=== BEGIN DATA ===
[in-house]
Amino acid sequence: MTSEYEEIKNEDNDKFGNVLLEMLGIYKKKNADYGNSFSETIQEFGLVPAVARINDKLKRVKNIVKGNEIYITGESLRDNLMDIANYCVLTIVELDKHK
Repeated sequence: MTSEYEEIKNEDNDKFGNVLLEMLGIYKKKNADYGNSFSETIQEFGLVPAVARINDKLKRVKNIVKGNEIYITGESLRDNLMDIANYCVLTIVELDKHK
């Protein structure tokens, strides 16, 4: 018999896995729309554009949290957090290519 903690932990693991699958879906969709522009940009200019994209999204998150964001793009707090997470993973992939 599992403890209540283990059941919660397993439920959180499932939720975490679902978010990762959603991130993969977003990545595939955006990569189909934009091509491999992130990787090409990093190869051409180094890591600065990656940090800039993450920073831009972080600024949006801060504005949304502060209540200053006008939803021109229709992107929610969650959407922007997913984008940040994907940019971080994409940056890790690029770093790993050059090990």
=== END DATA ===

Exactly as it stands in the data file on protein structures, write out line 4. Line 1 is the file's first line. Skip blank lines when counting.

């Protein structure tokens, strides 16, 4: 018999896995729309554009949290957090290519 903690932990693991699958879906969709522009940009200019994209999204998150964001793009707090997470993973992939 599992403890209540283990059941919660397993439920959180499932939720975490679902978010990762959603991130993969977003990545595939955006990569189909934009091509491999992130990787090409990093190869051409180094890591600065990656940090800039993450920073831009972080600024949006801060504005949304502060209540200053006008939803021109229709992107929610969650959407922007997913984008940040994907940019971080994409940056890790690029770093790993050059090990």